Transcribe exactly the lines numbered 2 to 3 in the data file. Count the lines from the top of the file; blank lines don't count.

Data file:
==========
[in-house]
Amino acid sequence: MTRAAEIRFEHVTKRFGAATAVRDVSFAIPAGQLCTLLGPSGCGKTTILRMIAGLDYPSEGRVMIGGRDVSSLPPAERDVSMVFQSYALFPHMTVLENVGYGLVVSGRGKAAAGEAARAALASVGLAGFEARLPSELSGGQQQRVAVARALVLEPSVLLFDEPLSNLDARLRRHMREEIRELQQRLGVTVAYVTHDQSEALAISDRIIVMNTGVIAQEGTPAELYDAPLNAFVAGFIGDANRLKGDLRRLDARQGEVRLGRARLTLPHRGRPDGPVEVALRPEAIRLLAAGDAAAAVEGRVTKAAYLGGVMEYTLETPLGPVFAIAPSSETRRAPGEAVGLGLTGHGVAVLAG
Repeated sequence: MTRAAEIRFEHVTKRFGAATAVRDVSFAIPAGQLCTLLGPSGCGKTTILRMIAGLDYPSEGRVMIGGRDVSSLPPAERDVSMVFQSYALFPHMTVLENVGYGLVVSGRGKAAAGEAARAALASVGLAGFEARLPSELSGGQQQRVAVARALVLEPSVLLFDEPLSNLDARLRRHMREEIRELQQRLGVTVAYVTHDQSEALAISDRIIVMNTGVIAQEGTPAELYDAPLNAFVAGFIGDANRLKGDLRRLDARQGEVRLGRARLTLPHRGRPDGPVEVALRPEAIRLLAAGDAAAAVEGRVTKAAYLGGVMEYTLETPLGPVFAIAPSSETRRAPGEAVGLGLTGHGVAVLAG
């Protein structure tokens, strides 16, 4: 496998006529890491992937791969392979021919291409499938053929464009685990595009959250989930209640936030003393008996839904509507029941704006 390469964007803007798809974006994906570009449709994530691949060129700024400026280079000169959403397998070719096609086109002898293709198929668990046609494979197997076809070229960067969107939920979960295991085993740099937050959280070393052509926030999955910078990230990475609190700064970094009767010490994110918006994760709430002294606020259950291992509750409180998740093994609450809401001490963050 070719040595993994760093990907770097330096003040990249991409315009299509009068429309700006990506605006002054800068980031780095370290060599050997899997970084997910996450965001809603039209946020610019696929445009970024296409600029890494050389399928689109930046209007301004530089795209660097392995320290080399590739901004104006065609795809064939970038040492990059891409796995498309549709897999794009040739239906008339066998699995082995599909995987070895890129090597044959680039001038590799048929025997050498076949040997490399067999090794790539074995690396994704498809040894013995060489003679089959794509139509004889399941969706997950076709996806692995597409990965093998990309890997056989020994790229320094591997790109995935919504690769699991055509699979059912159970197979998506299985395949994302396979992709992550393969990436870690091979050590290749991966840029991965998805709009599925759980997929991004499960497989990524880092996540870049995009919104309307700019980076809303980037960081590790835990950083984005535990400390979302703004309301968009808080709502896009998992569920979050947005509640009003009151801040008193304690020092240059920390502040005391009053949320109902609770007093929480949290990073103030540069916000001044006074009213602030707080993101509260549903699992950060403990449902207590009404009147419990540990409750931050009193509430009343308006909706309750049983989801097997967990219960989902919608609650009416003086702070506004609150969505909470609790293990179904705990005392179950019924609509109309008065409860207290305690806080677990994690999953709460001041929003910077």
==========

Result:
Amino acid sequence: MTRAAEIRFEHVTKRFGAATAVRDVSFAIPAGQLCTLLGPSGCGKTTILRMIAGLDYPSEGRVMIGGRDVSSLPPAERDVSMVFQSYALFPHMTVLENVGYGLVVSGRGKAAAGEAARAALASVGLAGFEARLPSELSGGQQQRVAVARALVLEPSVLLFDEPLSNLDARLRRHMREEIRELQQRLGVTVAYVTHDQSEALAISDRIIVMNTGVIAQEGTPAELYDAPLNAFVAGFIGDANRLKGDLRRLDARQGEVRLGRARLTLPHRGRPDGPVEVALRPEAIRLLAAGDAAAAVEGRVTKAAYLGGVMEYTLETPLGPVFAIAPSSETRRAPGEAVGLGLTGHGVAVLAG
Repeated sequence: MTRAAEIRFEHVTKRFGAATAVRDVSFAIPAGQLCTLLGPSGCGKTTILRMIAGLDYPSEGRVMIGGRDVSSLPPAERDVSMVFQSYALFPHMTVLENVGYGLVVSGRGKAAAGEAARAALASVGLAGFEARLPSELSGGQQQRVAVARALVLEPSVLLFDEPLSNLDARLRRHMREEIRELQQRLGVTVAYVTHDQSEALAISDRIIVMNTGVIAQEGTPAELYDAPLNAFVAGFIGDANRLKGDLRRLDARQGEVRLGRARLTLPHRGRPDGPVEVALRPEAIRLLAAGDAAAAVEGRVTKAAYLGGVMEYTLETPLGPVFAIAPSSETRRAPGEAVGLGLTGHGVAVLAG